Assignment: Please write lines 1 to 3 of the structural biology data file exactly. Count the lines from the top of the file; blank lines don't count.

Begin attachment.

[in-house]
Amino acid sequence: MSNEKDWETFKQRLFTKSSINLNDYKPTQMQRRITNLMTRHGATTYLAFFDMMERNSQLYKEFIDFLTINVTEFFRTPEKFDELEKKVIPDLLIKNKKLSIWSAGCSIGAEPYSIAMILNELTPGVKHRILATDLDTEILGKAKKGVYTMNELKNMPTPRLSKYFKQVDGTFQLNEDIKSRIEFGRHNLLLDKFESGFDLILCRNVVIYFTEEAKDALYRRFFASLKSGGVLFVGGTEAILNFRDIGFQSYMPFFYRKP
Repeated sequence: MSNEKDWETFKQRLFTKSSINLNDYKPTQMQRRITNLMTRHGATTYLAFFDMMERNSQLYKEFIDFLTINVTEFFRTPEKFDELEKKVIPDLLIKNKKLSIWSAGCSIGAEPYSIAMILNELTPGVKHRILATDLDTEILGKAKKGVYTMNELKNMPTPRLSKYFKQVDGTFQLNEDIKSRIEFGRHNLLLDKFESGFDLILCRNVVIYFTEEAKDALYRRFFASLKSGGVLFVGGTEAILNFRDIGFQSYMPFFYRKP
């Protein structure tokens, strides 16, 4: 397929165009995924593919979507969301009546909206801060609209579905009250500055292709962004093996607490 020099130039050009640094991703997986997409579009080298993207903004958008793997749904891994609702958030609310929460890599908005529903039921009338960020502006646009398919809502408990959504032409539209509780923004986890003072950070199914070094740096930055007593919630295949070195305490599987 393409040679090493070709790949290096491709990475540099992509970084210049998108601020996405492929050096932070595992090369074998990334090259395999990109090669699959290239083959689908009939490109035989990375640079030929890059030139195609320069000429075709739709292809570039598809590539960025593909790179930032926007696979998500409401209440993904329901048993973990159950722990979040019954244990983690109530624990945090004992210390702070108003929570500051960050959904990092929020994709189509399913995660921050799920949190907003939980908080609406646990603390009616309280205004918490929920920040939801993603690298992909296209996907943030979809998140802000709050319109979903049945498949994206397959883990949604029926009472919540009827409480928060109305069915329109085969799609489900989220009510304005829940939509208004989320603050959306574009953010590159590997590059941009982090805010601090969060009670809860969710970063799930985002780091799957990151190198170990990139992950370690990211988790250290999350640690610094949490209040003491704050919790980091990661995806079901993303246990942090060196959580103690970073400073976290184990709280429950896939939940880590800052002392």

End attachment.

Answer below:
[in-house]
Amino acid sequence: MSNEKDWETFKQRLFTKSSINLNDYKPTQMQRRITNLMTRHGATTYLAFFDMMERNSQLYKEFIDFLTINVTEFFRTPEKFDELEKKVIPDLLIKNKKLSIWSAGCSIGAEPYSIAMILNELTPGVKHRILATDLDTEILGKAKKGVYTMNELKNMPTPRLSKYFKQVDGTFQLNEDIKSRIEFGRHNLLLDKFESGFDLILCRNVVIYFTEEAKDALYRRFFASLKSGGVLFVGGTEAILNFRDIGFQSYMPFFYRKP
Repeated sequence: MSNEKDWETFKQRLFTKSSINLNDYKPTQMQRRITNLMTRHGATTYLAFFDMMERNSQLYKEFIDFLTINVTEFFRTPEKFDELEKKVIPDLLIKNKKLSIWSAGCSIGAEPYSIAMILNELTPGVKHRILATDLDTEILGKAKKGVYTMNELKNMPTPRLSKYFKQVDGTFQLNEDIKSRIEFGRHNLLLDKFESGFDLILCRNVVIYFTEEAKDALYRRFFASLKSGGVLFVGGTEAILNFRDIGFQSYMPFFYRKP